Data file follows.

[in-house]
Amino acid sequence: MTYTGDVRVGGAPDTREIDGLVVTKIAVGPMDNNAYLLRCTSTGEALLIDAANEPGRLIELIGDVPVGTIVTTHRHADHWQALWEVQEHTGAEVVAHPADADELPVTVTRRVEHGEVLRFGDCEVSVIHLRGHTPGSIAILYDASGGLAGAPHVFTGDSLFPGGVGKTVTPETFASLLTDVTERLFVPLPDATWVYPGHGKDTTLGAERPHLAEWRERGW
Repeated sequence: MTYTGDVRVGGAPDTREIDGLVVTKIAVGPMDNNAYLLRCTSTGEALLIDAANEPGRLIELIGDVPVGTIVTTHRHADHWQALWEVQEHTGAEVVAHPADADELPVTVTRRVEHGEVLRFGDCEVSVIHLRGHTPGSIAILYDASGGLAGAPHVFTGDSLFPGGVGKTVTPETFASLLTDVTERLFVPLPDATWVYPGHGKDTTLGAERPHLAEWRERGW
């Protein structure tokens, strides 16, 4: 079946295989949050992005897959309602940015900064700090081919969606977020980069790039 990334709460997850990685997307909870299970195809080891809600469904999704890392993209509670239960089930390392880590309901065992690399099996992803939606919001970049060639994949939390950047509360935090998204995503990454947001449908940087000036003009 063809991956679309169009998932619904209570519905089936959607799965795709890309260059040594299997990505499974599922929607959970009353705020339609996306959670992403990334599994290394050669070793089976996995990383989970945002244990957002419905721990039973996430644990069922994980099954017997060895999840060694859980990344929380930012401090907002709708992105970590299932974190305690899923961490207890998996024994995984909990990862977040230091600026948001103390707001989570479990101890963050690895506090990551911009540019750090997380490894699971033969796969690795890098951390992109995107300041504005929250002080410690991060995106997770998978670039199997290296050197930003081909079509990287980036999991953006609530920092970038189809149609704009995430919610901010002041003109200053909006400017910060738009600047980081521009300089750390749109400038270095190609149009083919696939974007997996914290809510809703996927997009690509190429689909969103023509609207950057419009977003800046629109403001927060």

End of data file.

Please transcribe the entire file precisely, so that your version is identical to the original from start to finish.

[in-house]
Amino acid sequence: MTYTGDVRVGGAPDTREIDGLVVTKIAVGPMDNNAYLLRCTSTGEALLIDAANEPGRLIELIGDVPVGTIVTTHRHADHWQALWEVQEHTGAEVVAHPADADELPVTVTRRVEHGEVLRFGDCEVSVIHLRGHTPGSIAILYDASGGLAGAPHVFTGDSLFPGGVGKTVTPETFASLLTDVTERLFVPLPDATWVYPGHGKDTTLGAERPHLAEWRERGW
Repeated sequence: MTYTGDVRVGGAPDTREIDGLVVTKIAVGPMDNNAYLLRCTSTGEALLIDAANEPGRLIELIGDVPVGTIVTTHRHADHWQALWEVQEHTGAEVVAHPADADELPVTVTRRVEHGEVLRFGDCEVSVIHLRGHTPGSIAILYDASGGLAGAPHVFTGDSLFPGGVGKTVTPETFASLLTDVTERLFVPLPDATWVYPGHGKDTTLGAERPHLAEWRERGW
């Protein structure tokens, strides 16, 4: 079946295989949050992005897959309602940015900064700090081919969606977020980069790039 990334709460997850990685997307909870299970195809080891809600469904999704890392993209509670239960089930390392880590309901065992690399099996992803939606919001970049060639994949939390950047509360935090998204995503990454947001449908940087000036003009 063809991956679309169009998932619904209570519905089936959607799965795709890309260059040594299997990505499974599922929607959970009353705020339609996306959670992403990334599994290394050669070793089976996995990383989970945002244990957002419905721990039973996430644990069922994980099954017997060895999840060694859980990344929380930012401090907002709708992105970590299932974190305690899923961490207890998996024994995984909990990862977040230091600026948001103390707001989570479990101890963050690895506090990551911009540019750090997380490894699971033969796969690795890098951390992109995107300041504005929250002080410690991060995106997770998978670039199997290296050197930003081909079509990287980036999991953006609530920092970038189809149609704009995430919610901010002041003109200053909006400017910060738009600047980081521009300089750390749109400038270095190609149009083919696939974007997996914290809510809703996927997009690509190429689909969103023509609207950057419009977003800046629109403001927060």